In a clash of two of the state’s most-prominent companies, Florida Power & Light and AT&T Florida are battling in court and at the Federal Communications Commission about payments for the use of utility poles.
AT&T asked a federal court this week to dismiss a lawsuit in which FPL accuses the telecommunications company of breaching a contract that deals with payments for the use of hundreds of thousands of poles. AT&T pointed to a complaint it filed at the Federal Communications Commission alleging FPL has long charged “unjust and unreasonable” rates for AT&T to attach equipment to poles.
“The FCC will issue the controlling decision in the parties’ rental rate dispute,” AT&T said, also raising the possibility of putting the lawsuit on hold. “It has the statutory obligation to ensure that AT&T is charged a ‘just and reasonable’ pole attachment rate and the authority to award refunds of AT&T’s overpayments.”
In the lawsuit, filed July 1, FPL alleged that the telecommunications company did not pay about $20 million owed for 2017 and 2018. The companies have had what is known as a joint-use agreement since 1975 that has allowed them to share poles, with guidelines for determining how much they might owe each other, according to the lawsuit.
“After 43 years, AT&T Florida unilaterally stopped making contractually required payments to FPL despite repeated requests by FPL,” the lawsuit said. “It nonetheless continues to enjoy all of its contractual benefits. AT&T Florida’s failure to pay significant money payment obligations to FPL constitutes a material breach of the agreement.”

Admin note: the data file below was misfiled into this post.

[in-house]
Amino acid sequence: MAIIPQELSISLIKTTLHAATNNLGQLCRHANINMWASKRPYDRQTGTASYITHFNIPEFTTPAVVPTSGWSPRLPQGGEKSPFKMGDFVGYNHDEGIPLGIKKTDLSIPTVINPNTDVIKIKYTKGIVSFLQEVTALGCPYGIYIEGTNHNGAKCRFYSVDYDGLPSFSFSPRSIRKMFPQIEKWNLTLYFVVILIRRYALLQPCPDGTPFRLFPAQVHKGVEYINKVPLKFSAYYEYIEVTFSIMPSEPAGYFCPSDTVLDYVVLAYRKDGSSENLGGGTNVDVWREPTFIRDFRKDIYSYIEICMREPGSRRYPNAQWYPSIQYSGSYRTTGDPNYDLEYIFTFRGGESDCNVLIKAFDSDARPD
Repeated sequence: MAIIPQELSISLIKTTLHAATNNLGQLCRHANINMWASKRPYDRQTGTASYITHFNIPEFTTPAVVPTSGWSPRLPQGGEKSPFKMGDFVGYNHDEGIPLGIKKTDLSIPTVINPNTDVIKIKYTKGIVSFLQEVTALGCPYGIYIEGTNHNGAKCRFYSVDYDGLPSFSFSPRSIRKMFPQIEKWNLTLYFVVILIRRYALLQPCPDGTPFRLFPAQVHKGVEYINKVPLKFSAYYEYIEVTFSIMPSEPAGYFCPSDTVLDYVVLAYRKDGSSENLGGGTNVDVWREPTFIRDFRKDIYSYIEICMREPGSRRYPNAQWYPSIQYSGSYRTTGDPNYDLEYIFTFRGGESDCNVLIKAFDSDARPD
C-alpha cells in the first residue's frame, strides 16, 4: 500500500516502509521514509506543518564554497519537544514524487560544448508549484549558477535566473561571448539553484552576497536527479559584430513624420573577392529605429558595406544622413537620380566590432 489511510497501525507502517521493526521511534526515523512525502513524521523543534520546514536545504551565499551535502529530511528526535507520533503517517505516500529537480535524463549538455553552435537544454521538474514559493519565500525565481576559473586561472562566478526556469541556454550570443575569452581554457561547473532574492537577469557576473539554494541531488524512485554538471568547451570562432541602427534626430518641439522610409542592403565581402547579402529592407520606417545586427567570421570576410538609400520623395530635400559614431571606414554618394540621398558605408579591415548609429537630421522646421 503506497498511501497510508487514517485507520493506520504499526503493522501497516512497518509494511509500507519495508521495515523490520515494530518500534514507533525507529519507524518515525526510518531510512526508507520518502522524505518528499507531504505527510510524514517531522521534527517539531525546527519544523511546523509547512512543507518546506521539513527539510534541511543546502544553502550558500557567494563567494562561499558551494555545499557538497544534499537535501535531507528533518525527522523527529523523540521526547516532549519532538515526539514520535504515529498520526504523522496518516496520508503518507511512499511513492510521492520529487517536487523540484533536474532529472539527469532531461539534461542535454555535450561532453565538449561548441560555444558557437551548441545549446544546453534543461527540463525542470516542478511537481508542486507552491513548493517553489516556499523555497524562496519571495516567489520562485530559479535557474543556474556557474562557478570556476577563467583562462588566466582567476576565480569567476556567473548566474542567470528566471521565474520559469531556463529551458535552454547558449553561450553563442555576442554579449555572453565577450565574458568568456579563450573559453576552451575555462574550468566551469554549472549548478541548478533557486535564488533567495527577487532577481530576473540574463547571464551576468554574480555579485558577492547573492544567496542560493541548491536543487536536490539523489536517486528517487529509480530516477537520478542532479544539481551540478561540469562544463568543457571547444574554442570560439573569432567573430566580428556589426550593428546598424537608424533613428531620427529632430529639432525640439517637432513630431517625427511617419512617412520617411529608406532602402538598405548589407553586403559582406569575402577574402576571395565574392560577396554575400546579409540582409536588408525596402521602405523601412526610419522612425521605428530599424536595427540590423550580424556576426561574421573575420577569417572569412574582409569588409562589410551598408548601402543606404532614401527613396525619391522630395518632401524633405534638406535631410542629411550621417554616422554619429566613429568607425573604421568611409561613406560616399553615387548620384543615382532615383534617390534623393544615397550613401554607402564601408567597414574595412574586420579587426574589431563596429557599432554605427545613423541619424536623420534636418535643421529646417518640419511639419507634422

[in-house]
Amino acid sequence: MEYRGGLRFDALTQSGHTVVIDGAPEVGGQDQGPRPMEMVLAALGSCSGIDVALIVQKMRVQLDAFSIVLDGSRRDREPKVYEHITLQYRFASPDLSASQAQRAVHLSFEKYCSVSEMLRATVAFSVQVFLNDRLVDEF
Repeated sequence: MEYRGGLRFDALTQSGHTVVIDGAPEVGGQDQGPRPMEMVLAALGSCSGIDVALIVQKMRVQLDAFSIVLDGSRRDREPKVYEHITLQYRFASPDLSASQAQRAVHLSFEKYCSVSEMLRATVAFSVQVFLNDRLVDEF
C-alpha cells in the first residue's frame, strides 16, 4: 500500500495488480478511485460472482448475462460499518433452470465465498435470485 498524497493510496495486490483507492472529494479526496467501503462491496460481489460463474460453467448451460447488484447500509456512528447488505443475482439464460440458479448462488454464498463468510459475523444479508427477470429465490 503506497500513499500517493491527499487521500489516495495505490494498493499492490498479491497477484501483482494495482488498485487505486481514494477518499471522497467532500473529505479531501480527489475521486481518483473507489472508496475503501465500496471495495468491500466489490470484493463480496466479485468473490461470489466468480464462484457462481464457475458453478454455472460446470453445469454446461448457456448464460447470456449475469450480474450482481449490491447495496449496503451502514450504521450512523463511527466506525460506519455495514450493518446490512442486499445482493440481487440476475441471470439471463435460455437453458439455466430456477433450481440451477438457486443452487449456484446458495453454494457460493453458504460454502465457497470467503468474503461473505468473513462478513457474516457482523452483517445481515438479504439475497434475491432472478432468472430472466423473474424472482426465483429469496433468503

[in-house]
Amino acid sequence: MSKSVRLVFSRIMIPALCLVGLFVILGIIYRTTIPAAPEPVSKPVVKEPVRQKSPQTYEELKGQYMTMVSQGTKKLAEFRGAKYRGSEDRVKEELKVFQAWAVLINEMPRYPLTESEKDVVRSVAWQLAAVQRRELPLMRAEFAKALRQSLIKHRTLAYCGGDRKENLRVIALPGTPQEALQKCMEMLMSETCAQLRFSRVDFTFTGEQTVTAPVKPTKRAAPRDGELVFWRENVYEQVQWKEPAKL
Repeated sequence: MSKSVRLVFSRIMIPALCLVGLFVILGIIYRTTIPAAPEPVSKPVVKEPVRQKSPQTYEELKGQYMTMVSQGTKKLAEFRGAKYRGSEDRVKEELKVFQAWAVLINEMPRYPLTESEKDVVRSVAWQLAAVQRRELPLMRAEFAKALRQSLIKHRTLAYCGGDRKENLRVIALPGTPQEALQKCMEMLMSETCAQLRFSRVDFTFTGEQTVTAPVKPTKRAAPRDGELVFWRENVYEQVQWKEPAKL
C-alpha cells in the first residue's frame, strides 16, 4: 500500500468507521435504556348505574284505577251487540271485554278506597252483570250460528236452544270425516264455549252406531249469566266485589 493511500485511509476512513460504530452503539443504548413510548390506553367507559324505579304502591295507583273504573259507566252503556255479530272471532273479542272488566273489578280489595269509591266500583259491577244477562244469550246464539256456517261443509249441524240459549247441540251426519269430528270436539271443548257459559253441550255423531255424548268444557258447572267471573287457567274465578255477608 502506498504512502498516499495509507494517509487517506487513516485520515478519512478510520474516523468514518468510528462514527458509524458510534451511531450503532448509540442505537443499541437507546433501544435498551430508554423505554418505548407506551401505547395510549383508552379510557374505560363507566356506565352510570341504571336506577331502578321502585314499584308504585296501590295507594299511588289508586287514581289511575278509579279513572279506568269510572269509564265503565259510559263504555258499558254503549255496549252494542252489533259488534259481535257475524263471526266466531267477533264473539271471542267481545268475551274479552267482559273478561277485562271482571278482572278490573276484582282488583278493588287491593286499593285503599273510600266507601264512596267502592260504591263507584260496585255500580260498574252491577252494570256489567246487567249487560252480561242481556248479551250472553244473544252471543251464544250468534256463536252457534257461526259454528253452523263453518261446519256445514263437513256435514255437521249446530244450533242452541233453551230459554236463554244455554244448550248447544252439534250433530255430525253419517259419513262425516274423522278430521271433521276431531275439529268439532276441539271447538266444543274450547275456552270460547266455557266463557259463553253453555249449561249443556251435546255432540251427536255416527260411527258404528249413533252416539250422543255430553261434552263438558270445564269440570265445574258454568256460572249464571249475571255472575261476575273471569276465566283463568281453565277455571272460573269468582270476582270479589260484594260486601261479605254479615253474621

In the dismissal motion filed this week, AT&T said it delivered checks to FPL for the disputed amounts just hours after the lawsuit was filed. Nevertheless, also on July 1, AT&T filed the complaint at the Federal Communications Commission and contends it should receive refunds going back to 2014 because of what it describes as excessive charges that violate federal law.
“The parties’ dispute over the lawfulness of these (2017 and 2018) invoices continues — but it continues at the Federal Communications Commission, where it will and must be decided,” AT&T said in the court document this week. “For while FPL claims that it invoiced pole attachment rates that comply with the parties’ joint use agreement … the agreement and federal law forbid FPL from charging AT&T a pole attachment rate that exceeds the rate that is ‘just and reasonable.’ ”
Along with the conflict between two high-profile companies, the lawsuit and the Federal Communications Commission complaint give a glimpse of the massive infrastructure used to deliver electricity and telecommunications services in Florida.
The companies share an estimated 638,914 poles, with FPL owning 425,704 and AT&T owning 213,210, according to information in the Federal Communications Commission complaint. The shared poles are in a huge swath of the state where the companies overlap, including Columbia, Baker, Nassau, Duval, Bradford, Clay, St. Johns, Alachua, Putnam, Flagler, Volusia, Seminole, Brevard, Indian River, St. Lucie, Martin, Palm Beach, Broward and Miami-Dade counties, the FPL lawsuit said.
The lawsuit, in part, asks a federal judge to direct AT&T to remove its equipment from FPL poles — with the electric utility noting that it can’t remove the equipment, in part because of concerns about interruption of service to AT&T customers.
“AT&T Florida has attached its specialized equipment and facilities to FPL’s poles. Removal of the attachments requires the expertise, knowledge and equipment of AT&T Florida’s personnel because the AT&T Florida equipment and facilities are different from the equipment and facilities utilized by FPL,” FPL lawyers wrote.